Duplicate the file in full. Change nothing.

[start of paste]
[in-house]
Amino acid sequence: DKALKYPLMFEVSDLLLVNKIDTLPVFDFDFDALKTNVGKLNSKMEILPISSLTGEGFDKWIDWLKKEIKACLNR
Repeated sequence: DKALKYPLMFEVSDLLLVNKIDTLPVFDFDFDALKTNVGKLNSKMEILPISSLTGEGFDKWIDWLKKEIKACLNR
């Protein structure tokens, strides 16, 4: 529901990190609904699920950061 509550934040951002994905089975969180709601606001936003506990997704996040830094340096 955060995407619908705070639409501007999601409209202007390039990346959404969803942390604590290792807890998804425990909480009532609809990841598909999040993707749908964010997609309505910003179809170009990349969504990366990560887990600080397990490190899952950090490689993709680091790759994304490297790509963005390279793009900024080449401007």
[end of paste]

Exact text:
[in-house]
Amino acid sequence: DKALKYPLMFEVSDLLLVNKIDTLPVFDFDFDALKTNVGKLNSKMEILPISSLTGEGFDKWIDWLKKEIKACLNR
Repeated sequence: DKALKYPLMFEVSDLLLVNKIDTLPVFDFDFDALKTNVGKLNSKMEILPISSLTGEGFDKWIDWLKKEIKACLNR
């Protein structure tokens, strides 16, 4: 529901990190609904699920950061 509550934040951002994905089975969180709601606001936003506990997704996040830094340096 955060995407619908705070639409501007999601409209202007390039990346959404969803942390604590290792807890998804425990909480009532609809990841598909999040993707749908964010997609309505910003179809170009990349969504990366990560887990600080397990490190899952950090490689993709680091790759994304490297790509963005390279793009900024080449401007």